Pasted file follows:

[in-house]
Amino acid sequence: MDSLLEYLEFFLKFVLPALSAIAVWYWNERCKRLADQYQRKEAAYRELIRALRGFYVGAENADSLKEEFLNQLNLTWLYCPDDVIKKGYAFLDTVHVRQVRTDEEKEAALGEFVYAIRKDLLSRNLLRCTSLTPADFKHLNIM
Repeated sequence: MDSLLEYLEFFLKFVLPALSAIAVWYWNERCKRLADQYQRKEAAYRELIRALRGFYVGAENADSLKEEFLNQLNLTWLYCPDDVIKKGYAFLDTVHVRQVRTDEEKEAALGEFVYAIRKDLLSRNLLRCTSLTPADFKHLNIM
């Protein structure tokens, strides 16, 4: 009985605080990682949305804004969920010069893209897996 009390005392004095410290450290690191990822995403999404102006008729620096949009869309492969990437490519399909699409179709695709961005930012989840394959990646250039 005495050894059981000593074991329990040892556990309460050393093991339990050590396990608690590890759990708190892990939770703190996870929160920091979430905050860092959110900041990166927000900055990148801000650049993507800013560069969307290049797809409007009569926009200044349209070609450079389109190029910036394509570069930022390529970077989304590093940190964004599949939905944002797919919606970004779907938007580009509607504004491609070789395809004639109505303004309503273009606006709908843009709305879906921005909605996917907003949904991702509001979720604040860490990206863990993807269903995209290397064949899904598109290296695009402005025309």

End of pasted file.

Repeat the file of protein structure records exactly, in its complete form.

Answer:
[in-house]
Amino acid sequence: MDSLLEYLEFFLKFVLPALSAIAVWYWNERCKRLADQYQRKEAAYRELIRALRGFYVGAENADSLKEEFLNQLNLTWLYCPDDVIKKGYAFLDTVHVRQVRTDEEKEAALGEFVYAIRKDLLSRNLLRCTSLTPADFKHLNIM
Repeated sequence: MDSLLEYLEFFLKFVLPALSAIAVWYWNERCKRLADQYQRKEAAYRELIRALRGFYVGAENADSLKEEFLNQLNLTWLYCPDDVIKKGYAFLDTVHVRQVRTDEEKEAALGEFVYAIRKDLLSRNLLRCTSLTPADFKHLNIM
């Protein structure tokens, strides 16, 4: 009985605080990682949305804004969920010069893209897996 009390005392004095410290450290690191990822995403999404102006008729620096949009869309492969990437490519399909699409179709695709961005930012989840394959990646250039 005495050894059981000593074991329990040892556990309460050393093991339990050590396990608690590890759990708190892990939770703190996870929160920091979430905050860092959110900041990166927000900055990148801000650049993507800013560069969307290049797809409007009569926009200044349209070609450079389109190029910036394509570069930022390529970077989304590093940190964004599949939905944002797919919606970004779907938007580009509607504004491609070789395809004639109505303004309503273009606006709908843009709305879906921005909605996917907003949904991702509001979720604040860490990206863990993807269903995209290397064949899904598109290296695009402005025309």